But overnight, we had turned the houses we held into minor strongholds, and for the most part were able to hold the early infantry assaults.In mid-morning the Germans tried new tactics, bringing up large numbers of infantry, who could be seen lining the ditches and hedges on both sides of the village.  We were all ordered into the cellars for a certain time, and as we heard our own artillery shells arriving we all took shelter, as the devastating barrage descended on top of our own positions.  As it stopped, everyone dashed upstairs and drove the Germans back, and even managed to advance ac little further into the village.  But it was stalemate; the Shermans tried to out-flank the Tigers to no avail, and in all the 2nd Battalion of the Fife and Forfar Yeomanry lost 16 Shermans during the action.
 
Evacuation of wounded from the forward Companies was a serious problem and throughout the day their number increased.  Some were in urgent need of hospital treatment, but it came as a big surprise, when during a lull in the fighting in late afternoon, an unescorted ambulance drove slowly up the street, and halted outside “A” Company Headquarters.  The Battalion Padre was driving, and he was accompanied by the Battalion Royal Medical Corps Sergeant, who jumped down as the Padre made a three point turn.By now, one of the Tigers had trundled forward, and halted within yards of the ambulance.  The turret was thrown open, and an Officer stood up, and in good English said, “You are a brave man sergeant, but you should have waited until the fighting was over before you collected any wounded.  I will allow you to come once, but if you come again, I will shoot you off the street.”  The ambulance was loaded and drove away, the tank retreated within the German held part of the village, and the battle was resumed.
 
Most of the inhabitants had taken refuge in a large stone building known as “L’Alumnat”, which housed members of a religions order.
 
L'Alumnat at Bure near 1949.
 
There were large cellars, and they were all perfectly safe, and so they were not to witness the destruction of their homes and property.  The cattle suffered more than they did, confined within their sheds and barns.Some were wounded by shrapnel, all were terrified by the explosion of bombs and shells.  Others broke free and bellowing with fear roamed the area; the really unfortunate creatures were burned alive, as large part of the village went up in flames.  But many recall one lucky pig, roaming the main street oblivious of the danger moving between both lots of forward positions, surviving artillery fire both British and German.
 
During the night of 4th January 1945, a strong fighting patrol was established on the higher of the two dominating hills, but a planned attack timed for dawn next morning was called off.  The armor had withdrawn again before dark, and did not reappear on 5th, and this allowed the Battalion to completely clear Bure of the enemy, and then just before midnight we received some unwelcome orders – we were to evacuate the place, give up our hard won gain, and sneak away in silence.The orders just did not make sense; all our effort and sacrifices had been for nothing or so we thought.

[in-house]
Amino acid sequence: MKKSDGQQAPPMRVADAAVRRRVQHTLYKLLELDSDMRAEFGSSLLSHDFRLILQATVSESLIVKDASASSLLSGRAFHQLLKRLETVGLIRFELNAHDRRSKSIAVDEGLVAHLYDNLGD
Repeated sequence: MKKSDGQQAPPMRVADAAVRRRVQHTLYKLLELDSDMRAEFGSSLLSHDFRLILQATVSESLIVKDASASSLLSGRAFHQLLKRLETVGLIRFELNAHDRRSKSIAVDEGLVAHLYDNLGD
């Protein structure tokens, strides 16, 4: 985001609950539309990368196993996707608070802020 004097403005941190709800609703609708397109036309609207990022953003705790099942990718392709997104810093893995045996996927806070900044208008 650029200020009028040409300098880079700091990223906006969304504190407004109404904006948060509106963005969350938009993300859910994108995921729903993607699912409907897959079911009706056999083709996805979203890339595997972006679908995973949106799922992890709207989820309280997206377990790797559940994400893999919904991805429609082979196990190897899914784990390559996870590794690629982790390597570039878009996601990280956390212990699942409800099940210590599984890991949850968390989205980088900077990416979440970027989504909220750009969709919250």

And so began a long nightmare of a march back to safety.  We managed to disappear into the darkness without the Germans realizing what was going on.  But we were dead weary, and close to exhaustion.  This was our third night without sleep, and we had been living off what little food there was in the houses we occupied.  It would have been bad enough moving over a good road surface, but the snow was packed hard, and the polished surface was like glass.  We slipped and slithered, many a time falling flat on our backs.  It seemed as if only the man leading the way knew our destination.The countryside was deserted, not even a solitary dwelling did we pass, but eventually we did find shelter.
 
In the churchyard we erected a memorial to the 61 members of the 13th Battalion (Lancashire) The Parachute Regiment, killed in action during those three dreadful days; several more were to die of the wounds they sustained there, while over 100 more were to recover, some in time to jump over the Rhine with our American cousins of the 17th Airborne Division on 24th March 1945.
 
Source: Bulge Bugle, November 1998

By Lt Ellis "Dixie" DEAN

Machine gun Platoon

13th Battalion

The Parachute Regiment

6th Airborne Division

Campaigns

Battle of the Ardennes,

Belgium